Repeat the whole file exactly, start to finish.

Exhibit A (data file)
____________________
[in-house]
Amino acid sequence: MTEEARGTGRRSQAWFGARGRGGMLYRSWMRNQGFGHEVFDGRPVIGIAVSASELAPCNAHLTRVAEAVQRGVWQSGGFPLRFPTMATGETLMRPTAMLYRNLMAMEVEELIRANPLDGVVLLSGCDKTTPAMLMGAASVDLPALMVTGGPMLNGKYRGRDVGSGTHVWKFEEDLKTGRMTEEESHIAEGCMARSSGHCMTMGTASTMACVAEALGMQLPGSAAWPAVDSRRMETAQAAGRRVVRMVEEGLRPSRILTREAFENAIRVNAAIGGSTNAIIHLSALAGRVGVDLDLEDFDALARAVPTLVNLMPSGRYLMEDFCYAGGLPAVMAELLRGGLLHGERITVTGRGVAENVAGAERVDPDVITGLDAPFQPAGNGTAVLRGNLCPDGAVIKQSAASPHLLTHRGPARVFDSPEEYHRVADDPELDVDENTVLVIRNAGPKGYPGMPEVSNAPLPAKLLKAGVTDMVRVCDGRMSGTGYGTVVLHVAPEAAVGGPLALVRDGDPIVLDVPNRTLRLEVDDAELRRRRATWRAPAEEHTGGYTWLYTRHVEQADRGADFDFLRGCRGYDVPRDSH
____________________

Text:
[in-house]
Amino acid sequence: MTEEARGTGRRSQAWFGARGRGGMLYRSWMRNQGFGHEVFDGRPVIGIAVSASELAPCNAHLTRVAEAVQRGVWQSGGFPLRFPTMATGETLMRPTAMLYRNLMAMEVEELIRANPLDGVVLLSGCDKTTPAMLMGAASVDLPALMVTGGPMLNGKYRGRDVGSGTHVWKFEEDLKTGRMTEEESHIAEGCMARSSGHCMTMGTASTMACVAEALGMQLPGSAAWPAVDSRRMETAQAAGRRVVRMVEEGLRPSRILTREAFENAIRVNAAIGGSTNAIIHLSALAGRVGVDLDLEDFDALARAVPTLVNLMPSGRYLMEDFCYAGGLPAVMAELLRGGLLHGERITVTGRGVAENVAGAERVDPDVITGLDAPFQPAGNGTAVLRGNLCPDGAVIKQSAASPHLLTHRGPARVFDSPEEYHRVADDPELDVDENTVLVIRNAGPKGYPGMPEVSNAPLPAKLLKAGVTDMVRVCDGRMSGTGYGTVVLHVAPEAAVGGPLALVRDGDPIVLDVPNRTLRLEVDDAELRRRRATWRAPAEEHTGGYTWLYTRHVEQADRGADFDFLRGCRGYDVPRDSH